by Brian Stephens
Now that turkey season is over, our thoughts are shifting to the fall. We begin to think about adjusting our equipment from chasing long beards to chasing big game. One piece of equipment that we begin to work on now is our bows. I like to get my bow set up for hunting whitetails and other big game early, so when I practice during the summer, I am dialed in for hunting season. Many people often wonder how to estimate a bow’s speed under different setups. By knowing the IBO/ATA specification of a bow, it is possible to get a decent estimation of how fast a bow will shoot with different arrows, draw lengths, or draw weights. Knowing the bow and how it shoots is the key to success.
Understanding Bow Speed
Let’s first talk about where a bow’s speed rating comes from and what it means. Most compound bows use the IBO (International Bowhunting Organization) specification. This specification calls for arrows that weigh 5 grains per pound of draw weight and are generally used with a bow set at 70 lbs draw weight, 30″ draw length, and one nock set on the string. There is some wiggle room in the specifications, however. The draw length is allowed to be +-3/4″ and the draw weight +-2 lbs. This means that the bow can actually be set at 30 3/4″ and 72 lbs with a 350-grain arrow.
Another specification that is gaining popularity is the ATA (Archery Trade Association). ATA is very similar to the IBO, yet much more restrictive. For ATA, the bow can be set to 50, 60 or 70 lbs of draw weight with only +-0.1″ variance and a draw length of 30″, +- 1/4″. Also, only one nock set on the string is allowed, and the arrow must be exactly 5 grains per pound of draw weight. Because it is a more restrictive specification, it gives an overall better view of what speeds a bow can really reach.
Estimating Bow Speeds From Specifications
The majority of bowhunters are not shooting with the 70 lbs, 30″ and 350 grain arrow setup by which most bows are rated. Therefore, it’s useful to know how a bow will perform under different setups. By knowing the IBO or ATA rating of a bow and also knowing what you will have the bow set to and the arrow weight, the actual bow speed can be estimated. This is not an exact science, but with a little math it’s possible to get close. It is easy to be lead to believe that when you pull your bow out of the box, it will be shooting the blazing speeds advertised on TV. Most shooters will not fit the specs referenced on the TV ads. That does not mean your bow will not be fast, though. If you want to know a more accurate speed for your bow you can follow these steps:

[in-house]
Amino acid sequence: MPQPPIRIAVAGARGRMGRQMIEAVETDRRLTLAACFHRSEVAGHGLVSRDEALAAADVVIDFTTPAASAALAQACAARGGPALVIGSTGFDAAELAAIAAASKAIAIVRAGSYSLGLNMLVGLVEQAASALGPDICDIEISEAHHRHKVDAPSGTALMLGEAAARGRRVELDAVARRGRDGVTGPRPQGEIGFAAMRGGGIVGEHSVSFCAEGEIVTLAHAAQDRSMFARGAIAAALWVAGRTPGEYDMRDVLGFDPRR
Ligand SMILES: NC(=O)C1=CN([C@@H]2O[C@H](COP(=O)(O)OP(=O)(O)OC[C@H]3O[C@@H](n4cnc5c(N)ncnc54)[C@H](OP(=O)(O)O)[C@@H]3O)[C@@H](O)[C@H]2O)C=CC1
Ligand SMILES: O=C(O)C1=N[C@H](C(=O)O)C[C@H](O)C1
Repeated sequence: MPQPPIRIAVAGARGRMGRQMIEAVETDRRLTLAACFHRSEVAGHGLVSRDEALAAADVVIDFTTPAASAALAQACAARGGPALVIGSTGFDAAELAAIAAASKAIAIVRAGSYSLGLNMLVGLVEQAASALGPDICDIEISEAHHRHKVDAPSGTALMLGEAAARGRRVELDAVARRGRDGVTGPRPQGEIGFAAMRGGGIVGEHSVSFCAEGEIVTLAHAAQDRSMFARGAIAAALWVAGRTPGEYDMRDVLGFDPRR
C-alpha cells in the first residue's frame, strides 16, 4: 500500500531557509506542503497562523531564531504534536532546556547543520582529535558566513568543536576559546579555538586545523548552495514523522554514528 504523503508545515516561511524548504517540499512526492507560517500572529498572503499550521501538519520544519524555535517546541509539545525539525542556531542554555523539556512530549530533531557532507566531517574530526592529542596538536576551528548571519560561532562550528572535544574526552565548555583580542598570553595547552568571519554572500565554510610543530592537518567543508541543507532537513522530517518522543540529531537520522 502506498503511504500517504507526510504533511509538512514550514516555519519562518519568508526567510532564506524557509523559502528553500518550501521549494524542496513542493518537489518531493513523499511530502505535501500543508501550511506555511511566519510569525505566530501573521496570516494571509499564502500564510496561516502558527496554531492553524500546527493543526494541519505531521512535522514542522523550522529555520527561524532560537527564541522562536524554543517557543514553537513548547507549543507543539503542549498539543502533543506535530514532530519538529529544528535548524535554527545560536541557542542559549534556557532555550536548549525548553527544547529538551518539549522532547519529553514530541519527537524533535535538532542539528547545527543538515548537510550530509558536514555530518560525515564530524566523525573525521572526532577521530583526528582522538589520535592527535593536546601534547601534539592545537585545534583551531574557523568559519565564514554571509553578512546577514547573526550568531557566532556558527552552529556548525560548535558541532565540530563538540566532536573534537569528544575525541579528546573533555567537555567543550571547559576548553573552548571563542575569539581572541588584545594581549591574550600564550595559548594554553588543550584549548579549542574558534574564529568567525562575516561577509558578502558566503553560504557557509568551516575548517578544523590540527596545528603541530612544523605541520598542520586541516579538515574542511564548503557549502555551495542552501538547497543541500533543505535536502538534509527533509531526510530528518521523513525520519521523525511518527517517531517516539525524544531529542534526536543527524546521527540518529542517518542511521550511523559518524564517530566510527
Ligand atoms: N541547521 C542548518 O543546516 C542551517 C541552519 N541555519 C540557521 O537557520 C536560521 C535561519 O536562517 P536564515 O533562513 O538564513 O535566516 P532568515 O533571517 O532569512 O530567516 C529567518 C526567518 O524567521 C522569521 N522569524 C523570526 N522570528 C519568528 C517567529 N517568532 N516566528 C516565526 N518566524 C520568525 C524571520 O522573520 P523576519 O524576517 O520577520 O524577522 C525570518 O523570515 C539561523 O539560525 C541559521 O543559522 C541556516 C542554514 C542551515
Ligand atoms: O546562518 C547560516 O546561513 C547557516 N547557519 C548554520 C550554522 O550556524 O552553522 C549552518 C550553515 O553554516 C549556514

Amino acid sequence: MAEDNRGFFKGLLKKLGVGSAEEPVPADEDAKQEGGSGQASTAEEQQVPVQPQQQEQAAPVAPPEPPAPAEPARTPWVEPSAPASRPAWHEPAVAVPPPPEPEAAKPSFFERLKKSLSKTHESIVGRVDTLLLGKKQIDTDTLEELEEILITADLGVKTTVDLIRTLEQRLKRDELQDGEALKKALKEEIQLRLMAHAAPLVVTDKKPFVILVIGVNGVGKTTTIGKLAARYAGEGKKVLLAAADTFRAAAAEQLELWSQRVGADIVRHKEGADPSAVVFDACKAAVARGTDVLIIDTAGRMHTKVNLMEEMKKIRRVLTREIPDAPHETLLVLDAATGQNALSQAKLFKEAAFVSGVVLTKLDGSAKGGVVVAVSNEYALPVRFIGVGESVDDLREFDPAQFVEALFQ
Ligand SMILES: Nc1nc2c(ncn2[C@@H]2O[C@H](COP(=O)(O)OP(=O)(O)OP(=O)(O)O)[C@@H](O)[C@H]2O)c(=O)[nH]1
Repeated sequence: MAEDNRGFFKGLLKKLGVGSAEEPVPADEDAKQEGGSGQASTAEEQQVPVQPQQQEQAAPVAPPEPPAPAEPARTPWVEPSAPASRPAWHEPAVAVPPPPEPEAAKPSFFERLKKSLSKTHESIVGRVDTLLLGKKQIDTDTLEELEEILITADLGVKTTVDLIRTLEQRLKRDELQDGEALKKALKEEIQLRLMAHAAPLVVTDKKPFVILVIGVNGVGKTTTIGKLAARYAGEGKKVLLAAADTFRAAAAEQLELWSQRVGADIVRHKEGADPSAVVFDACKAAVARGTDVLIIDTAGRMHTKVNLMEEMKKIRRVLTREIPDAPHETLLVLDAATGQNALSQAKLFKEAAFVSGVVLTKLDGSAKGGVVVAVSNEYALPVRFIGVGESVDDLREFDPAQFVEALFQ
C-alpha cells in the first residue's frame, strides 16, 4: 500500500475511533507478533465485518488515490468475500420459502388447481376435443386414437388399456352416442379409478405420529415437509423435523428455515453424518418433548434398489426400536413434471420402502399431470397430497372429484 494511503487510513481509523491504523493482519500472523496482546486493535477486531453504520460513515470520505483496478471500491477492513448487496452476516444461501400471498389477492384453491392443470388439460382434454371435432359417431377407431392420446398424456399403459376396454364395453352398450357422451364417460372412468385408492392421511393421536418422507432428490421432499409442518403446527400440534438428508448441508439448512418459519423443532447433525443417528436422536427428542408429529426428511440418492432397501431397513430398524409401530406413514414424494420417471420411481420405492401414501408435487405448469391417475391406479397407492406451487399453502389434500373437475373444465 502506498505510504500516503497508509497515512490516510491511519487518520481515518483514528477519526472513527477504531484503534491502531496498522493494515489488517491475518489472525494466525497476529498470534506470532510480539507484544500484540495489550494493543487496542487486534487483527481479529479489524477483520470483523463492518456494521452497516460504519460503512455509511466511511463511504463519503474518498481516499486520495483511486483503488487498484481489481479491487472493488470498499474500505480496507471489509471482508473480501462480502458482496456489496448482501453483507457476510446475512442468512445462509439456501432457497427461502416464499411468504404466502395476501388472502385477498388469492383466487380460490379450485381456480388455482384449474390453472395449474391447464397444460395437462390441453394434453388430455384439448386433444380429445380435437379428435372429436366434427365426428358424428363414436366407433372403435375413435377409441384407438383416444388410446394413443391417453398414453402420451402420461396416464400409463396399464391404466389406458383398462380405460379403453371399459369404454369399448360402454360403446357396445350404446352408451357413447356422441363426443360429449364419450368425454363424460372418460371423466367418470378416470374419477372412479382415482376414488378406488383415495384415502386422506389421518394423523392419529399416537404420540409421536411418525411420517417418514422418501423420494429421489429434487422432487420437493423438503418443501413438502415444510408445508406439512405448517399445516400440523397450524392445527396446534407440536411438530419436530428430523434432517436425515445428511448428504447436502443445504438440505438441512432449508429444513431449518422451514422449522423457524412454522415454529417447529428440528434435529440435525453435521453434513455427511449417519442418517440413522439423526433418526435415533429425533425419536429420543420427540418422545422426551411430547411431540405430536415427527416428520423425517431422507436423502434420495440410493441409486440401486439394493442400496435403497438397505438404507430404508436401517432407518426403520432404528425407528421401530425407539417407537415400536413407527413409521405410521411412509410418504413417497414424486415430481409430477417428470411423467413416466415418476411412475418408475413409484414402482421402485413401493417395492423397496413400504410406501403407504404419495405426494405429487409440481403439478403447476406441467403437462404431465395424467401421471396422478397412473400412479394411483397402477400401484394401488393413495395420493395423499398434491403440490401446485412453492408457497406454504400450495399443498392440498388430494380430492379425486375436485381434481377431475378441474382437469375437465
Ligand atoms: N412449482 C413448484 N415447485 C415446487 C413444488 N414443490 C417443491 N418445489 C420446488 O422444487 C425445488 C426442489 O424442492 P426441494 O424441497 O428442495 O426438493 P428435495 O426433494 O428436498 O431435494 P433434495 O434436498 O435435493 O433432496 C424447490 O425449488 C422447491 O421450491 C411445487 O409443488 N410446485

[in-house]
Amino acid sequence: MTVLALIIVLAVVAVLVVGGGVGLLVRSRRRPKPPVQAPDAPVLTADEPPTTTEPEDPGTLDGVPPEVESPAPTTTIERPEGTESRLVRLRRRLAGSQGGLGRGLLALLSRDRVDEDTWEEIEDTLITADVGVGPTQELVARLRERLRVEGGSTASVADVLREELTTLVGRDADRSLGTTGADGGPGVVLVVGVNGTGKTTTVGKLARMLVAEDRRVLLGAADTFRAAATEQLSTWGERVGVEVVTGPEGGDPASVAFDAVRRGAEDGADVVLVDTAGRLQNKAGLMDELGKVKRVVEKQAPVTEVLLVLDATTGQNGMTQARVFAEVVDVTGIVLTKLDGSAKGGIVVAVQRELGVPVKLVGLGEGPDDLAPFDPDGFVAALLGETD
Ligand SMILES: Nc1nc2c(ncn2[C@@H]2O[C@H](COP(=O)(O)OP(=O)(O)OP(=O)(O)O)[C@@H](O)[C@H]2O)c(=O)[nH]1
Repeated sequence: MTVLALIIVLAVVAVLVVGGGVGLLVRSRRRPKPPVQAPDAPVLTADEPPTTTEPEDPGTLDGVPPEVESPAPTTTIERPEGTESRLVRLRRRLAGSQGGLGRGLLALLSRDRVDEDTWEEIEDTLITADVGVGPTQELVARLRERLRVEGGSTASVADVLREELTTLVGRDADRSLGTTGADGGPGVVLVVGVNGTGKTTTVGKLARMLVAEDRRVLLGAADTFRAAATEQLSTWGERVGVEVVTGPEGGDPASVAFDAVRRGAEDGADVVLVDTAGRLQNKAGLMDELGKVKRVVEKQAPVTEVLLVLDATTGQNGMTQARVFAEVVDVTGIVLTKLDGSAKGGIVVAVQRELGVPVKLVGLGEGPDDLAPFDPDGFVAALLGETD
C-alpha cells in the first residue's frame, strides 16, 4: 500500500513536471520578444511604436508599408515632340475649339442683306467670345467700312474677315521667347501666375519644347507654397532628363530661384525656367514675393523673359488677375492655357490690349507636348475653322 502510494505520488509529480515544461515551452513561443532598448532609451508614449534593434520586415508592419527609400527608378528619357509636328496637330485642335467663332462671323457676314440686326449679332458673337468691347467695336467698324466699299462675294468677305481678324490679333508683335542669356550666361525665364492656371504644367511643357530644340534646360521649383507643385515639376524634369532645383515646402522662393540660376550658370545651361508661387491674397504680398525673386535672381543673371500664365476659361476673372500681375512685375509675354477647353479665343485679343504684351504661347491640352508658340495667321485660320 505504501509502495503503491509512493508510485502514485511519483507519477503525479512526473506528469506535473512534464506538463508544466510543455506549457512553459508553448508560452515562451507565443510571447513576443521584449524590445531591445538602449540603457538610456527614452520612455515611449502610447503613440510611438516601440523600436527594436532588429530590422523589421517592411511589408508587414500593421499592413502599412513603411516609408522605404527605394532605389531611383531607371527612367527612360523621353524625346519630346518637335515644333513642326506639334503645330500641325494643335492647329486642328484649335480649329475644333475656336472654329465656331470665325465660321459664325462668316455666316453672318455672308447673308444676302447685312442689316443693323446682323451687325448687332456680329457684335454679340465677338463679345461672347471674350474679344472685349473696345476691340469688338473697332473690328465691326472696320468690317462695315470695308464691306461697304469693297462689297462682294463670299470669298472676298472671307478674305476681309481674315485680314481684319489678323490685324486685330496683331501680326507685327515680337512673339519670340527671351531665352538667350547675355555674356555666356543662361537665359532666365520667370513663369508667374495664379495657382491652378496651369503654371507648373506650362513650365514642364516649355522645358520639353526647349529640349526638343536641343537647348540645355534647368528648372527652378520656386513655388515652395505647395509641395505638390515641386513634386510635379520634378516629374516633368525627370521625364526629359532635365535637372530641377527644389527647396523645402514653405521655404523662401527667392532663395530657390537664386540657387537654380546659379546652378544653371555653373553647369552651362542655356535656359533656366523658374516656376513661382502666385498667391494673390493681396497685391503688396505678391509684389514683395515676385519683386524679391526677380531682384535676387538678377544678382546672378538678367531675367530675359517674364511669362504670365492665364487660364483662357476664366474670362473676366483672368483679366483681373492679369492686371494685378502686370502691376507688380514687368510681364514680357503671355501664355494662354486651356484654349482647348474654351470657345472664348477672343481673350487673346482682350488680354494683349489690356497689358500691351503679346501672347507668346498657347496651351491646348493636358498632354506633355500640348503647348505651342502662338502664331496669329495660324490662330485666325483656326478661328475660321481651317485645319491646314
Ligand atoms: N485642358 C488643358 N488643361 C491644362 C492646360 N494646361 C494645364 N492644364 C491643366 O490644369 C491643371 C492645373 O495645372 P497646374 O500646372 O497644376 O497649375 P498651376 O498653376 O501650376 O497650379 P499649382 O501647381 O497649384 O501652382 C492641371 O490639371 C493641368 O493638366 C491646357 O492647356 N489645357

- For every inch of draw length under 30″, subtract 10 fps. Every inch over 30″, add 10 fps.
- For every 3 grains of total arrow weight above 5 grains per pound of draw weight, subtract 1 fps.
- For every 3 grains of weight on the bowstring, subtract 1 fps.
Generally speaking, bow ratings are done at 70 lbs, but are more often shot at 60 lbs. Shooting at 60 lbs results in the bow performing at 3-4 fps slower, assuming that the arrow remains at 5 grains per pound draw weight.
The rule for weight on the string applies to nock sets, d-loops, kisser buttons, peep sights and anything else near the center of the string. An exception can occur when nock sets and speed buttons are placed near the cams. The placement can actually speed up the velocity, but do not count these items when calculating speed changes.
If you would like to calculate your Arrow Speed, Kinetic Energy, or Arrow Weight, go to the following Archery Calculators Page. You just have to input your bow’s specs and the calculator will do all the work.
At the end of the day most bows on the market shoot well and fast. Some bows may be faster according to cam design and brace height. It really boils down to your personal preference and your hunting scenarios. You must know your bow and how it shoots for the game and environment in which you hunt. Knowing your bow will ultimately help you become a better hunter because you will know the bow’s limitations and yours. Good luck this season!